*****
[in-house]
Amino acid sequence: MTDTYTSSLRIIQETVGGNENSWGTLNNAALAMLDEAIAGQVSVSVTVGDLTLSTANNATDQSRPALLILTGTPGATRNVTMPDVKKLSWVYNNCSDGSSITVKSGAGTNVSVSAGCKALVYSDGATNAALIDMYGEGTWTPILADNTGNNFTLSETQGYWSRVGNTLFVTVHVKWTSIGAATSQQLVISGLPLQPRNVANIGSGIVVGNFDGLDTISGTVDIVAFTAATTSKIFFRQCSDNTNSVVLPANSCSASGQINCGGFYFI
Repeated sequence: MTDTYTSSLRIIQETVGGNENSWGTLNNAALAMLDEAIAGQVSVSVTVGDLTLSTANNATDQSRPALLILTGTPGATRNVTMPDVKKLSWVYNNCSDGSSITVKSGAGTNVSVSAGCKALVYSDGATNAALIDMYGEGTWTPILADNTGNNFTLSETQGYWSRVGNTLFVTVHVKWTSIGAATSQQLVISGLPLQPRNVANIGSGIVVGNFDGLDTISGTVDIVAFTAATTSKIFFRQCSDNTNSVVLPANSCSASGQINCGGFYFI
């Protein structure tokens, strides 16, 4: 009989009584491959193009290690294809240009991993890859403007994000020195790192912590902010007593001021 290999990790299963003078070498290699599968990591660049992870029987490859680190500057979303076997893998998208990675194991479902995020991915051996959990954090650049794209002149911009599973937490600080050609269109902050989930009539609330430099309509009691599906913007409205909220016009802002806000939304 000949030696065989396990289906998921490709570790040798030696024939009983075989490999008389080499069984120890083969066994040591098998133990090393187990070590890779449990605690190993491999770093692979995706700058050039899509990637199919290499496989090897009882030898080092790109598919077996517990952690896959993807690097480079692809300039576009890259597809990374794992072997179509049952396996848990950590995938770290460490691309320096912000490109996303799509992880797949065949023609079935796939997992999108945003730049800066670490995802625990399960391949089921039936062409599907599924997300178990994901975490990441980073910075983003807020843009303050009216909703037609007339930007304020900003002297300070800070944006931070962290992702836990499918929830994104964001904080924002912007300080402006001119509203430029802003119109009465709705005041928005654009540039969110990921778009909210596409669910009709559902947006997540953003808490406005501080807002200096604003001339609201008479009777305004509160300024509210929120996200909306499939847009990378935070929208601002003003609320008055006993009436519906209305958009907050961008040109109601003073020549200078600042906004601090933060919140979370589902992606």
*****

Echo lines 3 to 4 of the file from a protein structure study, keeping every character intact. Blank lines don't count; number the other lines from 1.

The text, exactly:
Repeated sequence: MTDTYTSSLRIIQETVGGNENSWGTLNNAALAMLDEAIAGQVSVSVTVGDLTLSTANNATDQSRPALLILTGTPGATRNVTMPDVKKLSWVYNNCSDGSSITVKSGAGTNVSVSAGCKALVYSDGATNAALIDMYGEGTWTPILADNTGNNFTLSETQGYWSRVGNTLFVTVHVKWTSIGAATSQQLVISGLPLQPRNVANIGSGIVVGNFDGLDTISGTVDIVAFTAATTSKIFFRQCSDNTNSVVLPANSCSASGQINCGGFYFI
């Protein structure tokens, strides 16, 4: 009989009584491959193009290690294809240009991993890859403007994000020195790192912590902010007593001021 290999990790299963003078070498290699599968990591660049992870029987490859680190500057979303076997893998998208990675194991479902995020991915051996959990954090650049794209002149911009599973937490600080050609269109902050989930009539609330430099309509009691599906913007409205909220016009802002806000939304 000949030696065989396990289906998921490709570790040798030696024939009983075989490999008389080499069984120890083969066994040591098998133990090393187990070590890779449990605690190993491999770093692979995706700058050039899509990637199919290499496989090897009882030898080092790109598919077996517990952690896959993807690097480079692809300039576009890259597809990374794992072997179509049952396996848990950590995938770290460490691309320096912000490109996303799509992880797949065949023609079935796939997992999108945003730049800066670490995802625990399960391949089921039936062409599907599924997300178990994901975490990441980073910075983003807020843009303050009216909703037609007339930007304020900003002297300070800070944006931070962290992702836990499918929830994104964001904080924002912007300080402006001119509203430029802003119109009465709705005041928005654009540039969110990921778009909210596409669910009709559902947006997540953003808490406005501080807002200096604003001339609201008479009777305004509160300024509210929120996200909306499939847009990378935070929208601002003003609320008055006993009436519906209305958009907050961008040109109601003073020549200078600042906004601090933060919140979370589902992606």